US4615105 *Aug 1, 1984Oct 7, 1986Tokyo Shibaura Denki Kabushiki KaishaElectroacoustic transducer and a method for manufacturing thereof
US4767973 *Jul 6, 1987Aug 30, 1988Sarcos IncorporatedSystems and methods for sensing position and movement
US5335286 *Feb 18, 1992Aug 2, 1994Knowles Electronics, Inc.Electret assembly
US5408534 *Aug 13, 1992Apr 18, 1995Knowles Electronics, Inc.Electret microphone assembly, and method of manufacturer
US5574794 *Jan 19, 1995Nov 12, 1996Earmark, Inc.Microphone assembly for adhesive attachment to a vibratory surface
US5619476 *Oct 21, 1994Apr 8, 1997The Board Of Trustees Of The Leland Stanford Jr. Univ.Electrostatic ultrasonic transducer
US5870351 *Oct 29, 1996Feb 9, 1999The Board Of Trustees Of The Leland Stanford Junior UniversityBroadband microfabriated ultrasonic transducer and method of fabrication
US5894452 *Oct 29, 1996Apr 13, 1999The Board Of Trustees Of The Leland Stanford Junior UniversityMicrofabricated ultrasonic immersion transducer
US5982709 *Mar 31, 1998Nov 9, 1999The Board Of Trustees Of The Leland Stanford Junior UniversityAcoustic transducers and method of microfabrication
US6731766Jul 30, 2002May 4, 2004Matsushita Electric Industrial Co., Ltd.Condenser microphone and production method thereof
US7292696 *Jan 30, 2003Nov 6, 2007Hosiden CorporationElectret capacitor microphone
US7590252 *Aug 4, 2005Sep 15, 2009Panasonic CorporationHeat-resistant electret condenser microphone
US7620192Nov 12, 2004Nov 17, 2009Panasonic CorporationElectret covered with an insulated film and an electret condenser having the electret
US7706554Feb 24, 2005Apr 27, 2010Panasonic CorporationElectret condenser
US7853027 *Feb 7, 2005Dec 14, 2010Panasonic CorporationElectret condenser
US8129869Mar 16, 2011Mar 6, 2012Asahi Glass Company, LimitedElectret and electrostatic induction conversion device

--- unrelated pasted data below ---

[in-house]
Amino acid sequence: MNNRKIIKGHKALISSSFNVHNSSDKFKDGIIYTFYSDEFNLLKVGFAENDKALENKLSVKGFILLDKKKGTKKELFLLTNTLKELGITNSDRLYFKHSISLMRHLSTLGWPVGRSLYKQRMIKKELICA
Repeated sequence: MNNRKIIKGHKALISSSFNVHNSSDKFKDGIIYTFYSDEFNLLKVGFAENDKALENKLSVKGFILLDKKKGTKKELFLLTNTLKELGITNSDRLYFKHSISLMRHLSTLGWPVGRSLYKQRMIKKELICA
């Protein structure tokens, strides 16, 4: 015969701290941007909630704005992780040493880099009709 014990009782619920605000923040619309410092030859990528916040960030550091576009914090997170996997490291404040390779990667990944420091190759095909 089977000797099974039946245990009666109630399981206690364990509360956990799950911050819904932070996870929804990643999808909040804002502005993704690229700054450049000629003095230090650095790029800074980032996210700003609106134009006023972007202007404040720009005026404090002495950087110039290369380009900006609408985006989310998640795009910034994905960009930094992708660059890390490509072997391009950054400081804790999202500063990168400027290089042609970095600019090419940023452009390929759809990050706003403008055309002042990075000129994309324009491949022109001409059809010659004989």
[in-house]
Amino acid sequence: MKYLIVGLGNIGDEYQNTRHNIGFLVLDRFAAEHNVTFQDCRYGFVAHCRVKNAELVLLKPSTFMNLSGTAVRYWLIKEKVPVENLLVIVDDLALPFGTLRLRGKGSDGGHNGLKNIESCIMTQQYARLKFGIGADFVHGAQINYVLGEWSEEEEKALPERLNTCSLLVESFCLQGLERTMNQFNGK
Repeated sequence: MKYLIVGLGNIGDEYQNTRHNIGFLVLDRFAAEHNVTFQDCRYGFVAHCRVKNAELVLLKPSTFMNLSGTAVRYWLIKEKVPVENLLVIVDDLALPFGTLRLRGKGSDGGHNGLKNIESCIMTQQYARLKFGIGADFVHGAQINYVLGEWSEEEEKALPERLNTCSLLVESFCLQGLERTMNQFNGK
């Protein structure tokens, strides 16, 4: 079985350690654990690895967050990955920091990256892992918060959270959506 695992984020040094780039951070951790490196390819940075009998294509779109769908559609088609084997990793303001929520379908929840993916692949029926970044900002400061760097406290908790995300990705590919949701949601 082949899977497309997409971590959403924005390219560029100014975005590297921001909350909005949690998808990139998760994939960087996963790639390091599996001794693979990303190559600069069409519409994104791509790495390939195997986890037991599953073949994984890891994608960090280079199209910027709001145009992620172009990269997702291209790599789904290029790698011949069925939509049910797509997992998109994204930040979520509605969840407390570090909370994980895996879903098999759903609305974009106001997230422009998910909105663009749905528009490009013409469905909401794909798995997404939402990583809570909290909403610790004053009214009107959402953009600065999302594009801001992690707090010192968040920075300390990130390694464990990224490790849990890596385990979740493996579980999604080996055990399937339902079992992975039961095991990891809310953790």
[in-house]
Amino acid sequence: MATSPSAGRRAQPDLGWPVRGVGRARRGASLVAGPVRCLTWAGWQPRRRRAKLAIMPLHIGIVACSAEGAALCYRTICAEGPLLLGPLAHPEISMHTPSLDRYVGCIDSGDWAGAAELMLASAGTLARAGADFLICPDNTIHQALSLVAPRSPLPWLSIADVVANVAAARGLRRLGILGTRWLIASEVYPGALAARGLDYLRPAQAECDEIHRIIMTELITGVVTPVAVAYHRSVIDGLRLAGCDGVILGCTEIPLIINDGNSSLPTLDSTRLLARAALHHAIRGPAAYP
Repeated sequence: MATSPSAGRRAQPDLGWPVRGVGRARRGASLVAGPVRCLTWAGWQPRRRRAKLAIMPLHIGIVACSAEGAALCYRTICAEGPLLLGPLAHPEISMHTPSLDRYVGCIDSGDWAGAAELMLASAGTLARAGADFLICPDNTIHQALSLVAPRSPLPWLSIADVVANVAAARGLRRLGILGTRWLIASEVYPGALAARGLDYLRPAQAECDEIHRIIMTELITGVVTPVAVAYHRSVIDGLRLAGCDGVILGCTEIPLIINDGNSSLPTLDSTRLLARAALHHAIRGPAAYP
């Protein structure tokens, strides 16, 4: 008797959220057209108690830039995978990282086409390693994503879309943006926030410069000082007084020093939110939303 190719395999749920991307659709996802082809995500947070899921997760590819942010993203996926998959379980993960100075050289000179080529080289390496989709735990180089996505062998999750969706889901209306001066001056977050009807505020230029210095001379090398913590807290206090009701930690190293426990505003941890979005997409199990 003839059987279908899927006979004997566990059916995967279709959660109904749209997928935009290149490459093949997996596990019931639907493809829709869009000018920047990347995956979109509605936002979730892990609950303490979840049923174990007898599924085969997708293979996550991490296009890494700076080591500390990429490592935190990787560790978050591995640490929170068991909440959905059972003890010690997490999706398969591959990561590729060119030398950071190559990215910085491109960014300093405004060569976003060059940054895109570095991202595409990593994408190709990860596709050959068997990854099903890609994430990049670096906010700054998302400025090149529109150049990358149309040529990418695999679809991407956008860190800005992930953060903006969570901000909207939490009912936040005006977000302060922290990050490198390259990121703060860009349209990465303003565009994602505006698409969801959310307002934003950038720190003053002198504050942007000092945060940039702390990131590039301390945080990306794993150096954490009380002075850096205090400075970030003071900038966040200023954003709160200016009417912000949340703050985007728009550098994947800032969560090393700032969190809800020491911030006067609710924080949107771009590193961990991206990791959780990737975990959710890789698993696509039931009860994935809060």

US8189850 *Oct 10, 2007May 29, 2012Nihon Dempa Kogyo Co., Ltd.Ultrasonic probe and method of fabrication thereof
US8212433Sep 24, 2010Jul 3, 2012Asahi Glass Company, LimitedElectret and electrostatic induction conversion device
US8277927 *Oct 14, 2010Oct 2, 2012Asahi Glass Company, LimitedElectret and electrostatic induction conversion device
US8320589Nov 4, 2010Nov 27, 2012Panasonic CorporationElectret condenser
US8693711 *Dec 21, 2009Apr 8, 2014Industrial Technology Research InstituteCapacitive transducer and fabrication method
US8763461Sep 29, 2010Jul 1, 2014Asahi Glass Company, LimitedAcceleration sensor device and sensor network system
US8855350Apr 27, 2010Oct 7, 2014Cochlear LimitedPatterned implantable electret microphone
US20110150261 *Dec 21, 2009Jun 23, 2011Industrial Technology Research InstituteCapacitive transducer and fabrication method
US20110249834 *Apr 26, 2010Oct 13, 2011Nitto Denko CorporationElectret material and electrostatic-type acoustic transducer
CN100405873CFeb 27, 2003Jul 23, 2008星精密株式会社Electret capacity microphone
DE102012218725A1Oct 15, 2012Apr 17, 2014Robert Bosch GmbhMikroelektromechanisches Bauelement und Verfahren zur Herstellung eines mikroelektromechanischen Bauelementes
EP0107843A1 *Oct 20, 1983May 9, 1984Masao KonomiAcceleration vibration detector
EP0194958A2 *Mar 6, 1986Sep 17, 1986Telex Communications, Inc.Electret transducer and method of fabrication
EP0264478A1 *Oct 22, 1986Apr 27, 1988Fukuda Denshi Co., Ltd.Device detecting breathing
EP0371620A2 *Oct 31, 1989Jun 6, 1990Matsushita Electric Industrial Co., Ltd.Electret condenser microphone
EP1282339A2 *Jul 31, 2002Feb 5, 2003Matsushita Electric Industrial Co., Ltd.Condenser microphone and production method thereof
WO1985002748A1 *Dec 5, 1983Jun 20, 1985Polaroid CorpHigh energy ultrasonic transducer
WO1993004495A1 *May 14, 1992Mar 4, 1993Siemens AgElectret feature, method of producing it, and its use in an electro-acoustic transducer
WO2011123552A1 *Mar 30, 2011Oct 6, 2011Otologics, LlcLow noise electret microphone
Classifications
U.S. Classification257/254, 365/146, 381/191, 307/400
International ClassificationH04R19/00, H04R19/01, H01G7/02
Cooperative ClassificationH01L2224/73265, H01L2224/48472, H04R19/01, H01G7/025, H01L2924/01322, H01L2924/3011, H01L2924/3025
European ClassificationH04R19/01, H01G7/02C